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What Johnson ignores is that March Madness isn't a year-to-year product, which fans can compare like seasons of The Wire. It's a singular event that always delivers natural, incomparable drama.

It's 300 universities--representing communities coast to coast--first competing in league tournaments for a shot at the crown. It's quick cuts and simultaneous action taking viewers to the most compelling games in progress. It's the thrill of many players' fight to continue their careers. None of this is dependent on fundamentals, on star power, on subjective "greatness." As we've implied--and as other, better riters have said--the leveling-out of college basketball makes for an ever-more compelling tournament, if anything.

In fact, we're curious what Johnson would put forth as the "greatest" sporting event in America if not March Madness.
Look, we love curmudgeons; We Rite Goode is nearly as critical as the next guys. However, we can't stand grouches who make tired, skewed arguments. And especially not sportswriters who should grasp the chance to watch basketball beyond the Knicks!

But perhaps Johnson just had an off-day (other pieces are good reads). And The Root is pretty new, so it's likely not too-discriminating on submissions--the site's probably hungry for content.

So, Mr. Gates, we'd like to make you an offer...

Let us chip in with NCAA tournament coverage. Or NBA draft previews. Or meta- posts about blogs writing about newspapers that critique blogs. Really, anything to get in on the ground floor of Slate 2.0.

We'll even break our WRG policy on hiding our identities--and more on that this week--to reveal this much: We're not black. (As far as we know; we haven't used The Root's genealogy tool yet.) But we can challenge the conventional wisdom and recycle old stories. And definitely do grumpy.

Which appear to be the major criteria to write about sports for a Washington Post-backed website.

Labels: , ,

posted by Crucifictorious @ 08:47,

8 Comments:

At March 23, 2008 at 1:13 PM, Anonymous TheHype said...

Damn, I was about to start a 3000 word piece with this BRAND NEW "idea" about how Euro basketball is > than NBA because of better fundamentals... now I have to do "critical thinking" once again.. darn bugger..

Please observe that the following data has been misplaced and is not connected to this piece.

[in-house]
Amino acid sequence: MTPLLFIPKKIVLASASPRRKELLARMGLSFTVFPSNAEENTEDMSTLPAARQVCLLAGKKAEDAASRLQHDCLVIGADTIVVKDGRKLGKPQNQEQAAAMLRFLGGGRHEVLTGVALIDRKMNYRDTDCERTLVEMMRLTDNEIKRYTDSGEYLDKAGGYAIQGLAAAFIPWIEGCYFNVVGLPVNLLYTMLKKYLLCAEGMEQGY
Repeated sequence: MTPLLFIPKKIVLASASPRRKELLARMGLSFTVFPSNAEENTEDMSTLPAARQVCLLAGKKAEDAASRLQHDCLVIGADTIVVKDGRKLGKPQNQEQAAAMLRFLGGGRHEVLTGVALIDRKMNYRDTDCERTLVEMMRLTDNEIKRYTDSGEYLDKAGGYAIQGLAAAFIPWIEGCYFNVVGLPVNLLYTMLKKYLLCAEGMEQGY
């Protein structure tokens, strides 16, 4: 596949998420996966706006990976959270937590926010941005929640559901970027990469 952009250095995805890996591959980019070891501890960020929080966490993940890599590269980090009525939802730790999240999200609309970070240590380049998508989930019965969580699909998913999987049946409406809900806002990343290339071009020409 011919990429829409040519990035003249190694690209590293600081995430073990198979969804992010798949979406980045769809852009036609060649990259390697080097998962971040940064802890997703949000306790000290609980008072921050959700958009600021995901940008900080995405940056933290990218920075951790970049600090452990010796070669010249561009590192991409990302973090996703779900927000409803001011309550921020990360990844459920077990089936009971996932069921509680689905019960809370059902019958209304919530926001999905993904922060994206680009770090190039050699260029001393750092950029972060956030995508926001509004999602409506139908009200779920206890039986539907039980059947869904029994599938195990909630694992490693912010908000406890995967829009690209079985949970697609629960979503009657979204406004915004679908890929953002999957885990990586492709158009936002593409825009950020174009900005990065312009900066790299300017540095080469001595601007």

So now that we know Fire Joe Morgan is an actor, The Big Lead is an actual journalist... methinks WRG is... a robot from the future???

 
At March 23, 2008 at 2:52 PM, Blogger JC said...

Yeah, the Washington Post pretty much blew that opportunity.

And count on Henry Louis Gates to say something ridiculous. He was a freakin' clown in his portions on ESPN's 'Black Magic.'

 
At March 23, 2008 at 6:22 PM, Blogger Crucifictorious said...

Howie, we were sent back in time to kill John Connor, destroy the human race, and prevent you from writing another romance novel about European-style basketball. Two out of three accomplished so far...

JC, The Root's been inconsistent but decently thought-provoking--we were talking about their "I hate Stuff White People Like" and Jeremiah Wright articles at lunch. Too early to totally write them off; Slate had its growing pains, too.

If anything, we're hoping that--since Gates will probably pass on our generous offer--you'd step in and show them how it's done. For serious. Just remember us when you're big-time*.

* Too late; we forgot that you already are.

 
At March 25, 2008 at 2:02 AM, Blogger Truth About It said...

First of all, thank you for calling "Martin" out. Second, no thank you for calling my attention to that drivel in the first place....

...actually, Johnson's terrible piece deserves a post from me as well.

Nice work Crucifictorious.

 
At April 18, 2011 at 2:19 PM, Anonymous Lisa Chester said...

"An indispensable thing never has much value." - Russian Proverb

 
At August 18, 2011 at 9:03 PM, Anonymous PharmaPlanet said...

First of all, thank you for calling "Martin" out. Second, no thank you for calling my attention to that drivel in the first place....

TRUE!!

 
At August 28, 2011 at 2:39 PM, Anonymous TechPlanet said...

So now that we know Fire Joe Morgan is an actor, The Big Lead is an actual journalist... methinks WRG is... a robot from the future???

 
At September 28, 2011 at 1:41 PM, Anonymous Joe Silagra said...

Hat's of to all the team from Chicago who made the weekend so special for everyone involved. People from the Windy City are nice genuine Americans.

Yours truely


Silagra